Monday, 19 December 2011

We jammin'! - The legend that is Bob Marley

The weekend saw a fabulous time spent at the premiere of Esther Anderson's 'Bob Marley, The Making of a Legend' at the BFI Southbank. Arriving a little late at the venue, I endured a confused forty or so minutes starring incomprehensively at the screen as interviewees rattled away in rapid fire Italian, with subtitles provided for us lost ones. More than once I wondered if I'd walked into the wrong auditorium, and if it wasn't for the relevance of the subject matter - a documentary on the largest Reggae festival, Rototom - I might have abandoned the whole thing. 

I'm glad I didn't.  

Half an hour later, a woman took the microphone to introduce the next film, and I stared, mesmerised, as I realised that I was looking at Esther Anderson, the 'other woman' who had been in Bob Marley's life. 

I know and like a few songs by Bob Marley. Personal favourites include Redemption Song, Is this love, Burnin' and Lootin' (which Mathieu Kassovitz used in the opening sequence of his film La haine where I first heard the song. See video below), and I have always found the storyline of I Shot the Sheriff amusing. So it is somewhat riveting to discover that it was Esther's doctor in Knightsbridge, one Dr Henderson, who inadvertently inspired the song, and is the proverbial 'sheriff' that is shot - because Marley was against his giving birth control pills to 'his woman' ('Every time I plant a seed, he kills it before it grows.')  However little I know of his songs - and I am quite musically clueless - my knowledge of the man Marley himself is negligible. I should perhaps have taken advantage of meeting Rita Marley to chat with her about him, but hey, I was twelve and my immediate preoccupation was how many more chicken pies I could eat, not an intellectual conversation about this unforgettable son of Jamaica.

And yet, the decision to go to the premiere was made within a millisecond of reading about it in Friday's Evening Standard newspaper - egged on by this particular statement Esther made in the article: 'Being in love with Bob Marley was a very private matter for me and it's taken me 37 years to reveal this to the world.' And it is quite an intimate revelation of the man and his music, as Esther speaks for the first time about her relationship  with Bob Marley, and the time she spent filming and helping him with his songs, including an experience the two of them had of being forgotten at a hotel in Haiti which led to the writing of Get up, Stand up.    

Long-lost footage found after 37 years of Marley at home in Jamaica is interspersed with contemporary shots and interviews from the families of the people who shaped the reggae legend into the man the world came to know: there is an interview with Marcia Higgs, daughter of Joe Higgs, the vocal coach who taught Marley, Peter Tosh and Bunny Wailer to harmonize in the days when they would sing on the street corners of Trenchtown, Jamaica; a touching contemporary scene with a reminiscing Mother Macky, wife of Bongo Macky, surrounded by her children and grandchildren singing Fly Away Home, a song Marley later recorded and called Rastaman Chant.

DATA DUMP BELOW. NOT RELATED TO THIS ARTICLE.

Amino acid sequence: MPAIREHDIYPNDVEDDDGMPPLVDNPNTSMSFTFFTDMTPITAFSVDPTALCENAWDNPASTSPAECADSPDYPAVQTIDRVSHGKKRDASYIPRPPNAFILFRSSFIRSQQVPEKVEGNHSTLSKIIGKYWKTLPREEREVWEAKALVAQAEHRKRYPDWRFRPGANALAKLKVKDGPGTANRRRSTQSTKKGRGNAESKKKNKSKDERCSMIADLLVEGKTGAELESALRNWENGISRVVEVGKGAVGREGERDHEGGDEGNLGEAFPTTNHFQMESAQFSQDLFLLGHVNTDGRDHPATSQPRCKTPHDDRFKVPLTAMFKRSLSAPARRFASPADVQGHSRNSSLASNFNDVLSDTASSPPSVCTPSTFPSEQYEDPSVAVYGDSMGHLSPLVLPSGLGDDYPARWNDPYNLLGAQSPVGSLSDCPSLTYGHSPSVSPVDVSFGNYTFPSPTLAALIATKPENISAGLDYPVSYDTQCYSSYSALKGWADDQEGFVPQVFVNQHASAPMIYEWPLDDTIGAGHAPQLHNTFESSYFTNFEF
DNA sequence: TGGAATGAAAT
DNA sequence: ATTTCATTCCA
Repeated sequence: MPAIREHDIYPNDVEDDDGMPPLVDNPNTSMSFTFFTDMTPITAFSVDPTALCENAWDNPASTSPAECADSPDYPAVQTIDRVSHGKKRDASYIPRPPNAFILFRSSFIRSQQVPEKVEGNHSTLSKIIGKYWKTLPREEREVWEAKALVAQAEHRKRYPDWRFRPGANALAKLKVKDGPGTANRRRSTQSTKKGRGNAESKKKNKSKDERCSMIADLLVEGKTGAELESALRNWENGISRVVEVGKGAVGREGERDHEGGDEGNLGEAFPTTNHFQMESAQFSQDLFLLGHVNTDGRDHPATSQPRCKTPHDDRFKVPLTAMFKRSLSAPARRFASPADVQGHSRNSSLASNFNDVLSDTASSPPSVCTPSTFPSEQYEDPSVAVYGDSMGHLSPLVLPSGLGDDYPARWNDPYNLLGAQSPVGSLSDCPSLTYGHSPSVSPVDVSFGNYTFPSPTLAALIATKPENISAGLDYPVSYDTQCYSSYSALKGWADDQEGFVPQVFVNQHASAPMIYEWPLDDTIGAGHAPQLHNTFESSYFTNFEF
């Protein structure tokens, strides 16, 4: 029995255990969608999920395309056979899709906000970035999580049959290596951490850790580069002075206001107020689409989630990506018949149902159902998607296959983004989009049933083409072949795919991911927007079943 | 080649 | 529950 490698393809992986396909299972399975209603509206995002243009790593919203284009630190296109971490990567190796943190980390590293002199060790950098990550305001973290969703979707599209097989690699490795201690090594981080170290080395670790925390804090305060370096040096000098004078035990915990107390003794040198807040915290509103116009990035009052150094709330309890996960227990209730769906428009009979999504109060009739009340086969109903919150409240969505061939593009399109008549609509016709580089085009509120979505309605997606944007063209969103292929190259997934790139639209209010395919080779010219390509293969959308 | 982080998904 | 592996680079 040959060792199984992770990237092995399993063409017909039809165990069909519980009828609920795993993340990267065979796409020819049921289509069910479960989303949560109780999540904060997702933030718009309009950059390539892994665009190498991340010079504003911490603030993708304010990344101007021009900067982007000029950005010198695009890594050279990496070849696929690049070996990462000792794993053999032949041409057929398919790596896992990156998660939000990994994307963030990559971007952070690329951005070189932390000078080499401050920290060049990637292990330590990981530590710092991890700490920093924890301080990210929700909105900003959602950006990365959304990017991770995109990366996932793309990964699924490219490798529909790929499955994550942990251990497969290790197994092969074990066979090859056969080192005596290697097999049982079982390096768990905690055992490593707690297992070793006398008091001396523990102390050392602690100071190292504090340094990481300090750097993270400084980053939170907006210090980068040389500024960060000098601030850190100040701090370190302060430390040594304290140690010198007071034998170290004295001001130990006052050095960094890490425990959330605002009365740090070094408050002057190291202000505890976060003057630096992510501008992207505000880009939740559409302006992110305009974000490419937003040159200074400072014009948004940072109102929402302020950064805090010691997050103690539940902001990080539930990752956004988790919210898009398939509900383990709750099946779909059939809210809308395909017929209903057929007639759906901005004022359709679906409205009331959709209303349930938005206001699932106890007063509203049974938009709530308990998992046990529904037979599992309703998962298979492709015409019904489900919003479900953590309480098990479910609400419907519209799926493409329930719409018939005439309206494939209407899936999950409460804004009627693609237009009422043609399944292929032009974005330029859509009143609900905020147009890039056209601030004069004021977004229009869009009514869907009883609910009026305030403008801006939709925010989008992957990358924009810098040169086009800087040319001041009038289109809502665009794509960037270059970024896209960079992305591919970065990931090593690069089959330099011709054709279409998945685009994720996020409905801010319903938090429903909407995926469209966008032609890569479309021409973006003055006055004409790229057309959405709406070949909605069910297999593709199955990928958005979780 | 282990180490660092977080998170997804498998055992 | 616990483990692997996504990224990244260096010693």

In parts mundane, and in others touching for its intimate portrayal of now widely-known names, the film showed an authenticity that put Marley in a different light to the predominant image of a weed-smoking musician. This was about the music and the revolution, and the fiery social and political awareness therein.  And for her part Esther was vivacious and quirky, especially during the lively Question and Answer discussion after the show. What a spunky woman, I thought. And I remarked as much to a photographer friend of hers I happened to be standing by. He smiled warmly in  her direction and said, 'She is definitely punchy!'



Later on, I stood by the bar quietly sipping tap water on ice - (these are hard times) - and realized with a jolt that the woman herself had materialized at my side, and was demanding mulled wine from the clearly charmed bartender. He shook his head regretfully to indicate that he had none, and I'm sure both he and I were equally enchanted by the girlish petulance with which she said, 'Aw, all I want is a glass of mulled wine!' Turning around and noticing my sympathetic smile, she winked at me, 'It's Christmas isn't it? You'd think mulled wine would be the first thing they'd have!' A little starstruck at her nearness, I flashed an even bigger, slightly nervous smile, before managing to ask if the film was going to be available to view again online. 'Very soon, I hope, my dear..' she tapped my shoulder gently as she answered, and then she was swallowed up again with friends and well-wishers kissing and congratulating her on the success of the film. I do wish I could have conjured mulled wine from the heavens...

There is no way I can do this review justice, but you might find this an interesting read. In the meantime, here's the video of the opening scene in La haine





2 comments:

Etoile Oye said...

Dava, I can't believe you of all people let this photo opportunity slip by :P
I'm jealous tho... and will keep an eye out for the online viewing. They should give you a commission on my purchase.

Davida said...

My slick photo op styles didn't kick in fast enough!